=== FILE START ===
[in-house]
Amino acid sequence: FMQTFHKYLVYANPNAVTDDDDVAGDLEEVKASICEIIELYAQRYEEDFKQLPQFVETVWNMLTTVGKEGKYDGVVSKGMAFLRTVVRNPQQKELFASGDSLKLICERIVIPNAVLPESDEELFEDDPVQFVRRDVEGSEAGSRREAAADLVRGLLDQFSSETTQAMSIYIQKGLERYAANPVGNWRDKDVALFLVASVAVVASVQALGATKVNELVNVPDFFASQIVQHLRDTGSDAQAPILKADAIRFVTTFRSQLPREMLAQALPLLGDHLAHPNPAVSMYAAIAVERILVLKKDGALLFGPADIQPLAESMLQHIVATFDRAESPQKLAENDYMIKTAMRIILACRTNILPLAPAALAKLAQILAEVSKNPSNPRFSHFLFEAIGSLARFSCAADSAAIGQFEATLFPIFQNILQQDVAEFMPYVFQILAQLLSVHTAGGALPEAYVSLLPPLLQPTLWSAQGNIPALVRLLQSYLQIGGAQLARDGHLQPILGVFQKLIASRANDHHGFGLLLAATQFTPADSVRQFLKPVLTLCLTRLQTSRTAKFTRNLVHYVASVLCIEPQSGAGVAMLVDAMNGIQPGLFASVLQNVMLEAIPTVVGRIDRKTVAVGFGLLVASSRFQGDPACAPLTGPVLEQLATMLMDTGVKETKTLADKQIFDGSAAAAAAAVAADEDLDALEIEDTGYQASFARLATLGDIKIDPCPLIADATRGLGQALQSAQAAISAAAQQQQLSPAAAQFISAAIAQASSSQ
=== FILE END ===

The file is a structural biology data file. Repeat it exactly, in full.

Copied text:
[in-house]
Amino acid sequence: FMQTFHKYLVYANPNAVTDDDDVAGDLEEVKASICEIIELYAQRYEEDFKQLPQFVETVWNMLTTVGKEGKYDGVVSKGMAFLRTVVRNPQQKELFASGDSLKLICERIVIPNAVLPESDEELFEDDPVQFVRRDVEGSEAGSRREAAADLVRGLLDQFSSETTQAMSIYIQKGLERYAANPVGNWRDKDVALFLVASVAVVASVQALGATKVNELVNVPDFFASQIVQHLRDTGSDAQAPILKADAIRFVTTFRSQLPREMLAQALPLLGDHLAHPNPAVSMYAAIAVERILVLKKDGALLFGPADIQPLAESMLQHIVATFDRAESPQKLAENDYMIKTAMRIILACRTNILPLAPAALAKLAQILAEVSKNPSNPRFSHFLFEAIGSLARFSCAADSAAIGQFEATLFPIFQNILQQDVAEFMPYVFQILAQLLSVHTAGGALPEAYVSLLPPLLQPTLWSAQGNIPALVRLLQSYLQIGGAQLARDGHLQPILGVFQKLIASRANDHHGFGLLLAATQFTPADSVRQFLKPVLTLCLTRLQTSRTAKFTRNLVHYVASVLCIEPQSGAGVAMLVDAMNGIQPGLFASVLQNVMLEAIPTVVGRIDRKTVAVGFGLLVASSRFQGDPACAPLTGPVLEQLATMLMDTGVKETKTLADKQIFDGSAAAAAAAVAADEDLDALEIEDTGYQASFARLATLGDIKIDPCPLIADATRGLGQALQSAQAAISAAAQQQQLSPAAAQFISAAIAQASSSQ